The kids I used to teach had trouble producing the sound of short “i”. It comes out as long “ee”. (In linguistics, this ee and i are a tense/lax vowel pair.) Thus, as I tell new teachers during training, there are no fish in Singapore. They’re all feesh.
That means that “ship” and “sheep” are homophones. The fact that “ship” and “sheep” are not actually the same word is really confusing to kids who are learning plurals and collective nouns (fleet of ships, flock of sheep).
Another significant effect of this problem is that “his” and “he’s” sound exactly the same. The obvious effect of this confusion is that kids often write one of these words when they should be writing the other one. The more subtle effect of this confusion is that kids sometimes assume that there exists a possessive adjective “she’s” which means “her”.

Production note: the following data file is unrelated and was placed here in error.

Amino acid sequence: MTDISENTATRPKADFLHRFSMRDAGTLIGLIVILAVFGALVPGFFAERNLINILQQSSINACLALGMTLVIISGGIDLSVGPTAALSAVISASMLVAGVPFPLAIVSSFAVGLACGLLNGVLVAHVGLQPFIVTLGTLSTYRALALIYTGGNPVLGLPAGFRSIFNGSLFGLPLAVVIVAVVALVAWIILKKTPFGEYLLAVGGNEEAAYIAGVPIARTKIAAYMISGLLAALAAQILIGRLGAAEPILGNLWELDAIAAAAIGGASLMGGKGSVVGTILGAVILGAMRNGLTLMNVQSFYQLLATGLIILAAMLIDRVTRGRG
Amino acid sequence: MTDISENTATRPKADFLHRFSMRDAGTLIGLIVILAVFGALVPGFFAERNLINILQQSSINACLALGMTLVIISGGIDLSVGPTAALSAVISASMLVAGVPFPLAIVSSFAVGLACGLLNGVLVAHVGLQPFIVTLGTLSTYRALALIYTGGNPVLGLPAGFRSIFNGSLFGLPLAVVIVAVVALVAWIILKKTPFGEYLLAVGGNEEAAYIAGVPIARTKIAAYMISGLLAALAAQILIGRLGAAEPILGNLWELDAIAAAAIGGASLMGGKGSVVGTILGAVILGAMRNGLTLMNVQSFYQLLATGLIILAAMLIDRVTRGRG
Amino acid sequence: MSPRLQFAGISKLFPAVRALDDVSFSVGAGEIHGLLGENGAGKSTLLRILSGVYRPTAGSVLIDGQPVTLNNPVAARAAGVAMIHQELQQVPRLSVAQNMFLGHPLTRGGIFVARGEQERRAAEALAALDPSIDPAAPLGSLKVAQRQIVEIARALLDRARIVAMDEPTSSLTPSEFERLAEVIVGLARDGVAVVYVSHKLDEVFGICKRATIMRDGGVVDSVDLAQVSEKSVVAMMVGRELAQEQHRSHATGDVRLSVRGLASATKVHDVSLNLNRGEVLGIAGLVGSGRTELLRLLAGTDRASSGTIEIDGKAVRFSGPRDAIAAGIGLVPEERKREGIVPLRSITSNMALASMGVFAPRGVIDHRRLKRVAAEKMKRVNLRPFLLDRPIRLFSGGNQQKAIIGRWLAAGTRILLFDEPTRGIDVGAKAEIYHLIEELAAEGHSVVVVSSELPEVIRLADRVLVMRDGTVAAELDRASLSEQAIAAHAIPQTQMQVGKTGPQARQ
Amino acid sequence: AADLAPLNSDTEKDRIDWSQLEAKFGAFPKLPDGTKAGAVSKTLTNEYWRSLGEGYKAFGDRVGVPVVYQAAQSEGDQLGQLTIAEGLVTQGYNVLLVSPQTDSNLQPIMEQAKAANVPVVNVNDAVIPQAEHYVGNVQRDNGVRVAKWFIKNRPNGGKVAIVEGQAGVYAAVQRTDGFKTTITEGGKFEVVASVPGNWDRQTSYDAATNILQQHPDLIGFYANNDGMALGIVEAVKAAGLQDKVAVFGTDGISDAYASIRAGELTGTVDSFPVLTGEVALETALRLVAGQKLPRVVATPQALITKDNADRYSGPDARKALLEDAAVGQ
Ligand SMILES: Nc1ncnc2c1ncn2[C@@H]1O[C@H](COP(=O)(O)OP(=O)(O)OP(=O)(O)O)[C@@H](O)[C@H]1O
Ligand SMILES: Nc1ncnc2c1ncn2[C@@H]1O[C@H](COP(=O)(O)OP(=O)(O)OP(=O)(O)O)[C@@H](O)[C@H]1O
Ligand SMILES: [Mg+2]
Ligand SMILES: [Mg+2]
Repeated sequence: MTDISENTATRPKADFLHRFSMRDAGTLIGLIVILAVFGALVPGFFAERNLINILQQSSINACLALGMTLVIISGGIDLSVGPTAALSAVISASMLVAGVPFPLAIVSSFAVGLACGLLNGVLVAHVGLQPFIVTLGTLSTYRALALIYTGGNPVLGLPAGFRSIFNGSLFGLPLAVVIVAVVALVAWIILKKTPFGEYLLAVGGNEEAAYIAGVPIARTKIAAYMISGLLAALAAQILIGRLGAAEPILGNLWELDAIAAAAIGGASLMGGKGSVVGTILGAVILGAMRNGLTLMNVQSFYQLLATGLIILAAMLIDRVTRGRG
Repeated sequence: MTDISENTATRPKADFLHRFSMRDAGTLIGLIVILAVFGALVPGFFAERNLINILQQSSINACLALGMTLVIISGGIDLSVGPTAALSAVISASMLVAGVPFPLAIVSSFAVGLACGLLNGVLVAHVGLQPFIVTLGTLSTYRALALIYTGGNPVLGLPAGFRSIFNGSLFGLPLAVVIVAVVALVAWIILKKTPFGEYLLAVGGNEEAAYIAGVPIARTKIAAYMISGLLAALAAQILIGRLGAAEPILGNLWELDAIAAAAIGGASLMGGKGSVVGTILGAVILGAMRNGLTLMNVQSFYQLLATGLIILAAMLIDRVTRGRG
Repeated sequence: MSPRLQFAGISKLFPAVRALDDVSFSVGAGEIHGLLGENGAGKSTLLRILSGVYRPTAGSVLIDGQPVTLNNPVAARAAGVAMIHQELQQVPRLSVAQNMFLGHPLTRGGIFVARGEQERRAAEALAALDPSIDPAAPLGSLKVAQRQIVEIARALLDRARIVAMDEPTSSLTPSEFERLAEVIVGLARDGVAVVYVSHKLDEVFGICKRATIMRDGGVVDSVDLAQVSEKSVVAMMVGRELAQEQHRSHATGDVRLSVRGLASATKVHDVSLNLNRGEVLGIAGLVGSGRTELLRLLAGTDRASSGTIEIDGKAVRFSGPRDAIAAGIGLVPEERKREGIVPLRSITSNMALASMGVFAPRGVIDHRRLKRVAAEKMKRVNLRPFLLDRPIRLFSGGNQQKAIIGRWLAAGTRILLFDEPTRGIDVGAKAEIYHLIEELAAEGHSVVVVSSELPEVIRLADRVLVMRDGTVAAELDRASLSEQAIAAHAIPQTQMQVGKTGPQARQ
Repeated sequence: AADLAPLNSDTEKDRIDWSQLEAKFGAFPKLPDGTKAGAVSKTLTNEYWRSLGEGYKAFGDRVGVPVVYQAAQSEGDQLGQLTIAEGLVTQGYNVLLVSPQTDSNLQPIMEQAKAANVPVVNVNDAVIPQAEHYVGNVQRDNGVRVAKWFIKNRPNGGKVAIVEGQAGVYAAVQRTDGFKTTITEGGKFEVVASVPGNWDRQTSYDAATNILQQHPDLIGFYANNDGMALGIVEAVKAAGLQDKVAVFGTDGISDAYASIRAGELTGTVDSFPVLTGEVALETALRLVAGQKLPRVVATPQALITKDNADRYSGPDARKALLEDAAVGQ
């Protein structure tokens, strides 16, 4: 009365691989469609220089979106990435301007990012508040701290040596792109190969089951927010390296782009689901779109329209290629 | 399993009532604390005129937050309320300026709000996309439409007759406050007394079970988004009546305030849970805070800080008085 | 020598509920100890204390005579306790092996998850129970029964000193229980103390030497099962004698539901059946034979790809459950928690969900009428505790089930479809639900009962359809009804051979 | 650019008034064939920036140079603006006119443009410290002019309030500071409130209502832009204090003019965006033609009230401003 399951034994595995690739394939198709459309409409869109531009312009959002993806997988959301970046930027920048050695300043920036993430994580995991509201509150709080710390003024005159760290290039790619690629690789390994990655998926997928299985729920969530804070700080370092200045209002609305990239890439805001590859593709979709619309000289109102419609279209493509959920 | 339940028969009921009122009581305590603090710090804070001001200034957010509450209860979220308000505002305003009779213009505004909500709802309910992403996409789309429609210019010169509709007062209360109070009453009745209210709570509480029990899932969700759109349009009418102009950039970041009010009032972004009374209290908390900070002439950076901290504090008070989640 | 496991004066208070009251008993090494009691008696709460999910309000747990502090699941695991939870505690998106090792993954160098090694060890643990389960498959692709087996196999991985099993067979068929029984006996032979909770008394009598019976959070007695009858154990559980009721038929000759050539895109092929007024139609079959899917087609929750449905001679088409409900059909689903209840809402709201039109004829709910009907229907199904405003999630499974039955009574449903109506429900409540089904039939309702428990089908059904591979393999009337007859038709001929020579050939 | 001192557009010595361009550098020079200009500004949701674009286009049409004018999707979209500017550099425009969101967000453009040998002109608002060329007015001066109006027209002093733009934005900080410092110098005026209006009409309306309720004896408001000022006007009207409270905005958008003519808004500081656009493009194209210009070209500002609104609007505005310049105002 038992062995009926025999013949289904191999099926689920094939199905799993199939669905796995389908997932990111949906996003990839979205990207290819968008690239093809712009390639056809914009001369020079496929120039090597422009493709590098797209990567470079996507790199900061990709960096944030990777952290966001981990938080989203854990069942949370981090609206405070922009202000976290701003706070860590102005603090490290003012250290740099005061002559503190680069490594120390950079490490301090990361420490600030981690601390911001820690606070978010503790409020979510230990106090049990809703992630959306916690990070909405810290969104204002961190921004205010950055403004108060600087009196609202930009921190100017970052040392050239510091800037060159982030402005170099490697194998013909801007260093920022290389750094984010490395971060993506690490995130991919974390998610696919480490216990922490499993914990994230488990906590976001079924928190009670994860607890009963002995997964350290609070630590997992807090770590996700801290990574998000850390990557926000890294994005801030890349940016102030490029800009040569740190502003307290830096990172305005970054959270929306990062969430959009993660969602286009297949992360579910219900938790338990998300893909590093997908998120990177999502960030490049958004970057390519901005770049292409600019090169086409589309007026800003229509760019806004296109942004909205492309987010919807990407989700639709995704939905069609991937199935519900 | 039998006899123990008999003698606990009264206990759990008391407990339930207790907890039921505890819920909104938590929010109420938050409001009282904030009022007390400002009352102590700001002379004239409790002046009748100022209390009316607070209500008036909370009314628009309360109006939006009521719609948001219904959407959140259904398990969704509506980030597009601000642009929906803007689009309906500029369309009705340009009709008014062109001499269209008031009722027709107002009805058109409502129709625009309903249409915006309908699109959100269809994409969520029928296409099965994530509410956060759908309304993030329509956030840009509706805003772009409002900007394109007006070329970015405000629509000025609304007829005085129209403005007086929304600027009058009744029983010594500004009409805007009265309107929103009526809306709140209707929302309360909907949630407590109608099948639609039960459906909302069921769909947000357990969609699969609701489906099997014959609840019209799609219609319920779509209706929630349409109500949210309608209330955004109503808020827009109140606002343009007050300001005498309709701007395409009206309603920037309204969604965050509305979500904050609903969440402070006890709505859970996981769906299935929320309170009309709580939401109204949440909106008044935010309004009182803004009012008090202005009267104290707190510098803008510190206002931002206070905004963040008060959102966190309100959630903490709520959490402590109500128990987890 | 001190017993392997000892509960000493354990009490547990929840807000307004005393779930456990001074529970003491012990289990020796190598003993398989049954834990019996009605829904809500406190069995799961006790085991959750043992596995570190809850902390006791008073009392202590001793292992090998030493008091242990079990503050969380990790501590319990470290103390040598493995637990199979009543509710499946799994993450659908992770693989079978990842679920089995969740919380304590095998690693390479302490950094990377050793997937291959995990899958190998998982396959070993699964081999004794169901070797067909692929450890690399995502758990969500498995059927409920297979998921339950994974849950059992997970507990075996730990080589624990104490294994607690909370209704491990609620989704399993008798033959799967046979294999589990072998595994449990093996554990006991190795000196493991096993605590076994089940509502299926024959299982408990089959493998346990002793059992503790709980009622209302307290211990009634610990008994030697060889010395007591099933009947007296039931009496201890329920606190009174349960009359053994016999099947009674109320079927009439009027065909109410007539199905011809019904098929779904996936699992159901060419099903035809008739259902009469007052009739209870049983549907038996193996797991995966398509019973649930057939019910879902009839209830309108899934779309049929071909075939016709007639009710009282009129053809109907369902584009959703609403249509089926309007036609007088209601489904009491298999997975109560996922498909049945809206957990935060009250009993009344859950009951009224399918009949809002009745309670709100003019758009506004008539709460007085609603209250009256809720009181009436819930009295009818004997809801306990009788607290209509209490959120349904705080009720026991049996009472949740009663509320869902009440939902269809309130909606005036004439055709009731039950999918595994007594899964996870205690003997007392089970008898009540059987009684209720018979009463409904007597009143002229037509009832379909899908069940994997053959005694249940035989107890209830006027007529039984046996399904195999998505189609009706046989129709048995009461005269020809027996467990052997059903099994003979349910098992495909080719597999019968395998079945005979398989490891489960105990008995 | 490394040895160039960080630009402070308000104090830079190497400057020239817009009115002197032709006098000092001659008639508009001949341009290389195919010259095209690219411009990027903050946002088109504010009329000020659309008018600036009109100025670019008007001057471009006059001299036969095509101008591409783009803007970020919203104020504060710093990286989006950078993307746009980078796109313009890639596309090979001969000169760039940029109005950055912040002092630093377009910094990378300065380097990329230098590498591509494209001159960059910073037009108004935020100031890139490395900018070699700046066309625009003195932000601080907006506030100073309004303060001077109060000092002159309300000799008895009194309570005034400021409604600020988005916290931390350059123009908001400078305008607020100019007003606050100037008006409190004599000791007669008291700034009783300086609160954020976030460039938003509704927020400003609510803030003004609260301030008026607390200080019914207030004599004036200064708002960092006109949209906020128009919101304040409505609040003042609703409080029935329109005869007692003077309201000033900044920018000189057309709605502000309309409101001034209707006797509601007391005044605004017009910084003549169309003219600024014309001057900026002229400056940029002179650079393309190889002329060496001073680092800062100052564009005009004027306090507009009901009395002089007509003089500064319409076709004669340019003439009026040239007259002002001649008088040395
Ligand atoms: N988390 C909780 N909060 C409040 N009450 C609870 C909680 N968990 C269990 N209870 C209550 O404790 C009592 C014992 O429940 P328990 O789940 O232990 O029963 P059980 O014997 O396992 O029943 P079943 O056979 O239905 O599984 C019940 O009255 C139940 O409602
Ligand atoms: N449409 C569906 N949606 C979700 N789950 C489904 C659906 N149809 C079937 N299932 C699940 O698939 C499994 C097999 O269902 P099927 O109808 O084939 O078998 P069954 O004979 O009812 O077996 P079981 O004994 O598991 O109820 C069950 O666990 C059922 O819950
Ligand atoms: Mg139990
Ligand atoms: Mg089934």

Here’s what they hear here:
He is a boy. That bag is he’s bag.
Therefore, by analogy, they want to say:
She is a girl. That bag is she’s bag.
I wish English were that logical!
I think (I hope?) most Singapore kids grow out of saying “she’s” as a possessive adjective but they don’t necessarily learn to pronounce lax vowels as lax vowels. The adults here also say “feesh”.
The “oo” in “moon” and the “oo” in “book” are another tense/lax pair, which explains why kids (and adults) say the word “book” with the vowel sound that’s in “moon”.